How Suzanne Brockman lost me.
My complaint isn't the same as most of the others... I'm great with Sophia and Dave. I even am okay with Tracey being people smart. She and Decker did seem to come out of left field. I thought Decker was great even if I thought his overwhelming conflict was pretty lame.
What I didn't care for was the politics.
I read for escapism, for studly dangerous men acting like men, for sex, and adventure with guns, where our military are the good guys and the SEALs are supermen and military contractor's are heroes, too. (I wonder if Ms. Brockmann realizes that the Troubleshooters ARE Blackwater?)
I do not read sexy action adventure to be presented with a *cause*.
It's small things but they don't need to BE there. Yes, the relationship between Jules and Robin is part of that. Not because they are gay but because instead of a *story* their relationship became a *statement*. The point at which it became a statement is the point at which it got annoying. It *reads* different. The tone changes.
I could point to Dave (I think it was) a few books ago I think he was wearing a Che' t-shirt. And that threw me because I thought... would he? And in _Dark of Night_ someone is wearing a campaign t-shirt with either "Got Hope" or "Got Change"... don't remember... and big deal, right? And someone laments about how we used to be the good guys or something or getting sent to Gitmo. I am *fine* with having someone in the government be the force of evil or a rogue CIA faction undertaking illegal black-ops. And yeah, torture is bad and evil and the evil people can be expected to torture their prisoners for information.
But it is the way that it is done. When it is a *statement* it reads differently. There are no alternate opinions or shades of opinions or variety of opinions. No one has a "Peace Through Superior Fire Power" t-shirt to balance Che'. No one has a Sarah Palin bumper sticker to balance the hope-n-change campaign memoribilia. No one making a remark about Gitmo is balanced by someone who is of the opinion that the best place for "Tangoes" is dead.
In the real world there are a variety of opinions. Even keeping it light, the references fleeting, doesn't stop the feeling of preachiness if there are not opposing opinions expressed by other characters.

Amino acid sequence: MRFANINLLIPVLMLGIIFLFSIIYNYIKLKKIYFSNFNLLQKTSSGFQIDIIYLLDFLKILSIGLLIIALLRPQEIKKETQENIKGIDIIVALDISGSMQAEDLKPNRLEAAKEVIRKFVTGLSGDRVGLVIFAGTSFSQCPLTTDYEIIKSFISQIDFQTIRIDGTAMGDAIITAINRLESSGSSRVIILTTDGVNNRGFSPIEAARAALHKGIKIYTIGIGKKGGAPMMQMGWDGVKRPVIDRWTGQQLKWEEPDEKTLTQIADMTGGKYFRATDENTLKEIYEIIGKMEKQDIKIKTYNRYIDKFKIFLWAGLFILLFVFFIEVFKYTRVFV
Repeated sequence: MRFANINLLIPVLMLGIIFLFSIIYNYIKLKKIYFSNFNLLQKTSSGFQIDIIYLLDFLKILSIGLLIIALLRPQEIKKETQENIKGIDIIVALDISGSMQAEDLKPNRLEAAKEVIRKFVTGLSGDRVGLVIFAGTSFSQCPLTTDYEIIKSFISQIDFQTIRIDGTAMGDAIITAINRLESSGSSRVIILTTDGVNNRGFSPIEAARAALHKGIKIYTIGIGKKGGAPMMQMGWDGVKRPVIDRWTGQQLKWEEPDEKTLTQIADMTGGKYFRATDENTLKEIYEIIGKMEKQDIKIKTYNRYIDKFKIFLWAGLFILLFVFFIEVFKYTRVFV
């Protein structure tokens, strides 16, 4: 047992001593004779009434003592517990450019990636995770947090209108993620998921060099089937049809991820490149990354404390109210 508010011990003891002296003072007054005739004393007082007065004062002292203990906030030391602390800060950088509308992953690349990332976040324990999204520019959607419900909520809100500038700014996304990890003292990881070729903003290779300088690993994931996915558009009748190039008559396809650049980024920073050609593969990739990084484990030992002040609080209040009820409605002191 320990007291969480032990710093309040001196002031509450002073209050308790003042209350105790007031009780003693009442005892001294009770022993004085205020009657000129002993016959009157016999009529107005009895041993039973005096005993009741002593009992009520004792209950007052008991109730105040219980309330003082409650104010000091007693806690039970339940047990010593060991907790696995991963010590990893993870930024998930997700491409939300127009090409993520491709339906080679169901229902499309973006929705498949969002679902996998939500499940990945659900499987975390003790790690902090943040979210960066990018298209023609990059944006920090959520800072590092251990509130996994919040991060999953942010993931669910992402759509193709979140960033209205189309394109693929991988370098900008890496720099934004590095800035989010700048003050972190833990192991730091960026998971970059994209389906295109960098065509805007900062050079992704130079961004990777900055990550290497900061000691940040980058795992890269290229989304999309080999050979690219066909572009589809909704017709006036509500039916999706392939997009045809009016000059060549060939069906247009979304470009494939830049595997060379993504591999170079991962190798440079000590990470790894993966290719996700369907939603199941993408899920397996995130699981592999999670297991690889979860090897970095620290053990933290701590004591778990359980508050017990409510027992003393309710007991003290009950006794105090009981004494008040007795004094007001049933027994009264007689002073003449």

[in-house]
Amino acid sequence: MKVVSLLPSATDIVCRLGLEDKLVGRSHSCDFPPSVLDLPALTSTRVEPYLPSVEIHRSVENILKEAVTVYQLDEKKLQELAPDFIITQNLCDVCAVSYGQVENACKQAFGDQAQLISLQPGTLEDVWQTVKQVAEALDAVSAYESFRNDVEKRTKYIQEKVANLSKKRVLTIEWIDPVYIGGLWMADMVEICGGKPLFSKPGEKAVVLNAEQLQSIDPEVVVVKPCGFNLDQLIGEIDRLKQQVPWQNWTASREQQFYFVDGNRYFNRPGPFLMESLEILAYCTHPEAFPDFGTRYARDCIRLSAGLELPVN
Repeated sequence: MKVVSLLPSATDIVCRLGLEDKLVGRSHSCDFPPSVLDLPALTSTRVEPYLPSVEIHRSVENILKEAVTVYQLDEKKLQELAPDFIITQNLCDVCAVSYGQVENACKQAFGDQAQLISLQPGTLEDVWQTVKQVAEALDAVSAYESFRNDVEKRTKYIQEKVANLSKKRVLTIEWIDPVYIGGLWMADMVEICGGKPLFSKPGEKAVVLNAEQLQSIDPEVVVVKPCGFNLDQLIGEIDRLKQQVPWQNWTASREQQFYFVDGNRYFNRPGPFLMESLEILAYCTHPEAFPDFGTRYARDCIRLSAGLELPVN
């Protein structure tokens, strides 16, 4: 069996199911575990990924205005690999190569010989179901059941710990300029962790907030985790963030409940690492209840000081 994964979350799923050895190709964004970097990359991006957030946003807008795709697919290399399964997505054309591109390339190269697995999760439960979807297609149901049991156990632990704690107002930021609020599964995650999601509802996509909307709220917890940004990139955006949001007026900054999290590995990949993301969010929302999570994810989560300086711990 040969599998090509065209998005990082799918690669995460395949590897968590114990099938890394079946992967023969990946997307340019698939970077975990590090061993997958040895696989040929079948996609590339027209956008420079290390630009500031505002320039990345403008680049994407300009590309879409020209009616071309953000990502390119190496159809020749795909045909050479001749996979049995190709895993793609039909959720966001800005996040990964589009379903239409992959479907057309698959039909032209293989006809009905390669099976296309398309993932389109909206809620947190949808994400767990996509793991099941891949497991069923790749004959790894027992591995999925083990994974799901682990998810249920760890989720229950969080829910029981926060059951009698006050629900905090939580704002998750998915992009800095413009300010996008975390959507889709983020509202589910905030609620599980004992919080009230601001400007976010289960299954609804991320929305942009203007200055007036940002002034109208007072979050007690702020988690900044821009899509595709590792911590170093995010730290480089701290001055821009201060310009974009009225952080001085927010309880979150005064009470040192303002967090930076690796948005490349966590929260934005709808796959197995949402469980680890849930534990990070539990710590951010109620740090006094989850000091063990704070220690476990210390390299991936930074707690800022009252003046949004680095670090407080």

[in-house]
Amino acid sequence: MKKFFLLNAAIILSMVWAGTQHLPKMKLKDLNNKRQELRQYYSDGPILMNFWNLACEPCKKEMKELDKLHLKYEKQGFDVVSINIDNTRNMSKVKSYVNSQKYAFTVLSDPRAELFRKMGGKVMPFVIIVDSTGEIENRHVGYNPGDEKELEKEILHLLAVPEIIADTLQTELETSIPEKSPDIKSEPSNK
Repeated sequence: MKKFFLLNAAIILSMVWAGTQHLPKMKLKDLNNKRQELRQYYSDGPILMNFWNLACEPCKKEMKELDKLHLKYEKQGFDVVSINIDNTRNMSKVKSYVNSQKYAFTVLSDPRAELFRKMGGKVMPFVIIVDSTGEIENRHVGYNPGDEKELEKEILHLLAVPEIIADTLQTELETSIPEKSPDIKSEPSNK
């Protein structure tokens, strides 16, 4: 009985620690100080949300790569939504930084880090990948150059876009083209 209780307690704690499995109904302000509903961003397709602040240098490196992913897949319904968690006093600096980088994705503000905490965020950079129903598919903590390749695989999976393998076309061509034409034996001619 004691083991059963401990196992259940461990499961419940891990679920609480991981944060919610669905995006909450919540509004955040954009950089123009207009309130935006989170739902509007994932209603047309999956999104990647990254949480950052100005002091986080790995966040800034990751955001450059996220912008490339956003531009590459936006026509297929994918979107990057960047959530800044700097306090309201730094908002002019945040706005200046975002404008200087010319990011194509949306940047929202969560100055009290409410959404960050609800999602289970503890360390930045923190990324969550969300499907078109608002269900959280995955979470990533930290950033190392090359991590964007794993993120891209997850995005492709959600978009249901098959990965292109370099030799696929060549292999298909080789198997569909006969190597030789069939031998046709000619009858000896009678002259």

It starts to wear after a while and is more than distracting to be *waiting* for the next remark to happen. It throws me out of the story, and that is a bad thing. I don't want to be *lectured* by Tracey, at length, that there is no wrong way to have sex. I just want her and Decker to do it however they want to do it. I don't want to hear *Suzanne Brockmann* say anything at all about sex or about politics or Gitmo or torture or bigotry. That's what she's got *characters* for. And in the last few books I have definitely been hearing Suzanne Brockmann.
It's not that this novel was bad or unentertaining. It was fine, really. I'm just not all that interested in the next one because I know I'll be waiting for the next remark, wondering what it will be. Worse, the free-sample of the next novel that was in the back of this one starts out with three young ladies working together on a political campaign. Ugh.
Worse even than the expectation of having the politics put in there front and center is... I got confused about who was who and for a moment I thought that the working girl was being promoted as a political candidate by her wealthy ivy-league friends. But no, I was wrong... it's the proper and acceptable Ivy League trust-fund lady who has decided on a political career.
Well, okay then!
At least Brockmann hasn't missed that liberal necessity.
Which! I admit is a stupid political reaction for ME to have but simply shows that as things are I can not read her books without the politics being front and center and not only does that suck... it's boring.
It's not even a matter of getting in a snit over it, it's just not wanting to bother.
And that is sad because I really loved her books.